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Reviewed by Grant Leishman for Readers' Favorite
The Butcher, the Embezzler, and the Fall Guy: A Family Memoir of Scandal and Greed in the Meat Industry (Poetic License) by Gretchen Cherington is an intensely personal and thoughtful memoir recounting her life as the daughter of a famous father. The author’s father was one of the most celebrated U.S. poets of the twentieth century; Richard Eberhart, Poet Laureate, Pulitzer Prize winner, and the recipient of numerous academic honors. While her life was undoubtedly enriched by the company and friendship of some of the most celebrated literary geniuses of the century, growing up in a household such as hers also had its dark and sinister side that would trouble and haunt the author for decades during her adult years as she sought to establish her own life, career, and family. Along with the stories of her celebrated father and her mother, the author delves into the family history to discover where her father had emerged from. She records the travails of her grandfather, a successful executive at Hormel Foods, one of the leading meat producers in the 1920s. A major embezzlement that her grandfather was partially blamed for resulted in the family’s downward slide in wealth and status. Her grandmother’s terminal illness would be a seminal event in her father’s young life and laid the foundation for his character and behavior in later years.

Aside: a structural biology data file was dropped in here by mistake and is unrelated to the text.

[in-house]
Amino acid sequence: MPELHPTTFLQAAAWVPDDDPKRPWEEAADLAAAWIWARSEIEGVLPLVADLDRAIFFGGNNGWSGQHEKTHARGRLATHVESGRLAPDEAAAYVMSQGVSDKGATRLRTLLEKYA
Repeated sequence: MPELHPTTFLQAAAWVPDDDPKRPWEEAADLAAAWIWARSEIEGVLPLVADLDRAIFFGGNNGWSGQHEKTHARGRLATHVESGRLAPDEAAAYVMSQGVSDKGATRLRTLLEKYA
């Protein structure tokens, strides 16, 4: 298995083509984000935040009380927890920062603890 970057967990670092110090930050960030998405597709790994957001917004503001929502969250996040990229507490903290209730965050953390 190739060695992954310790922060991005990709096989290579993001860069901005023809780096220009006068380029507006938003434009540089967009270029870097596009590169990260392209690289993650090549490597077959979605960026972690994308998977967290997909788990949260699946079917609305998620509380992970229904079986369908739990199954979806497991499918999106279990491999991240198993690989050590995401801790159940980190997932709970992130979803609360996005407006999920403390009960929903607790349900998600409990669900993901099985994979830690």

The Butcher, the Embezzler, and the Fall Guy is interesting from the perspective that rather than being a memoir from a famous person, it is a personal account of the effects of that fame and unusual lifestyle on a child of the celebrity. Author Gretchen Cherington takes us inside the hectic life of a poet, his colleagues, and his close friends. What I gained most from this work was the understanding that the effect of even minor abuse can be deep and intensely disturbing, especially when it occurs from someone in whom the child vests complete and utter trust and faith. That Richard Eberhart was a narcissist is without question from this memoir. The author describes him as a man who believed the universe revolved around him and his ideas. The fact that he was comfortable allowing his private and intensely personal love letters to and from his mistress to be part of his public records bears this out. I found it amusing that an analysis of his public works, despite his celebrated status, reveals, as the author so eloquently puts it, “many poems that simply are not that good.” I appreciated that the author chose to explore more of the family’s history in an attempt to understand the behavior and actions of a man who, for many, was greater than life, but who to Gretchen Cherington was a deeply flawed human being. I enjoyed this read and appreciated the cathartic benefit it must have had for the author.